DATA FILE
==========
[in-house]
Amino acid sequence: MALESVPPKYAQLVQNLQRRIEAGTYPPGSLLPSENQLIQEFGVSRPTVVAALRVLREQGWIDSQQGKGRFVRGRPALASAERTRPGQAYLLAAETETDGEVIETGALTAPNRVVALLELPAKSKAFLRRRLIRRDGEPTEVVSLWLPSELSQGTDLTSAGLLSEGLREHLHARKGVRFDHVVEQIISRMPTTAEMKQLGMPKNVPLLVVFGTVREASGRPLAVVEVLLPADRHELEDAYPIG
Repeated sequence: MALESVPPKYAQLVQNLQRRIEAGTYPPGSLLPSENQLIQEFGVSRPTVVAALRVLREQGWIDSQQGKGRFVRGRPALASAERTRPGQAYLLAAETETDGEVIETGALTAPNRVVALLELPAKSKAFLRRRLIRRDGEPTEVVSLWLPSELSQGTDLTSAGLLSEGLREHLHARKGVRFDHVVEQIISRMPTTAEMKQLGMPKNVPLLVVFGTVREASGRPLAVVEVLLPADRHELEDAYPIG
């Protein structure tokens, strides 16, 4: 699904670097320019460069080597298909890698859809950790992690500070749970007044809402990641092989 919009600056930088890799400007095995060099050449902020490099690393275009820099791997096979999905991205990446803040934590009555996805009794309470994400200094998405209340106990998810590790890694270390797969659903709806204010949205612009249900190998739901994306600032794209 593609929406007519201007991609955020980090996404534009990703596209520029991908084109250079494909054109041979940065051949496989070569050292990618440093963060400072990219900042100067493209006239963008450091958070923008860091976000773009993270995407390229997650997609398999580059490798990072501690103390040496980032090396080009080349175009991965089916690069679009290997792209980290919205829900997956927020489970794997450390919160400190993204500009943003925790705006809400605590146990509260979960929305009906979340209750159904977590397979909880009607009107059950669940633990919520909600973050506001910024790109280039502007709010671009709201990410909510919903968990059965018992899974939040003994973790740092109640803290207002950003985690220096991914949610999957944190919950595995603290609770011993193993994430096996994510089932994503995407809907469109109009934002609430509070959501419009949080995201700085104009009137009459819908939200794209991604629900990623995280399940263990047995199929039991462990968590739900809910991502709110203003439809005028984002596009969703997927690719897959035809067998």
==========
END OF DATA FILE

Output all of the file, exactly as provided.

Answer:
[in-house]
Amino acid sequence: MALESVPPKYAQLVQNLQRRIEAGTYPPGSLLPSENQLIQEFGVSRPTVVAALRVLREQGWIDSQQGKGRFVRGRPALASAERTRPGQAYLLAAETETDGEVIETGALTAPNRVVALLELPAKSKAFLRRRLIRRDGEPTEVVSLWLPSELSQGTDLTSAGLLSEGLREHLHARKGVRFDHVVEQIISRMPTTAEMKQLGMPKNVPLLVVFGTVREASGRPLAVVEVLLPADRHELEDAYPIG
Repeated sequence: MALESVPPKYAQLVQNLQRRIEAGTYPPGSLLPSENQLIQEFGVSRPTVVAALRVLREQGWIDSQQGKGRFVRGRPALASAERTRPGQAYLLAAETETDGEVIETGALTAPNRVVALLELPAKSKAFLRRRLIRRDGEPTEVVSLWLPSELSQGTDLTSAGLLSEGLREHLHARKGVRFDHVVEQIISRMPTTAEMKQLGMPKNVPLLVVFGTVREASGRPLAVVEVLLPADRHELEDAYPIG
């Protein structure tokens, strides 16, 4: 699904670097320019460069080597298909890698859809950790992690500070749970007044809402990641092989 919009600056930088890799400007095995060099050449902020490099690393275009820099791997096979999905991205990446803040934590009555996805009794309470994400200094998405209340106990998810590790890694270390797969659903709806204010949205612009249900190998739901994306600032794209 593609929406007519201007991609955020980090996404534009990703596209520029991908084109250079494909054109041979940065051949496989070569050292990618440093963060400072990219900042100067493209006239963008450091958070923008860091976000773009993270995407390229997650997609398999580059490798990072501690103390040496980032090396080009080349175009991965089916690069679009290997792209980290919205829900997956927020489970794997450390919160400190993204500009943003925790705006809400605590146990509260979960929305009906979340209750159904977590397979909880009607009107059950669940633990919520909600973050506001910024790109280039502007709010671009709201990410909510919903968990059965018992899974939040003994973790740092109640803290207002950003985690220096991914949610999957944190919950595995603290609770011993193993994430096996994510089932994503995407809907469109109009934002609430509070959501419009949080995201700085104009009137009459819908939200794209991604629900990623995280399940263990047995199929039991462990968590739900809910991502709110203003439809005028984002596009969703997927690719897959035809067998």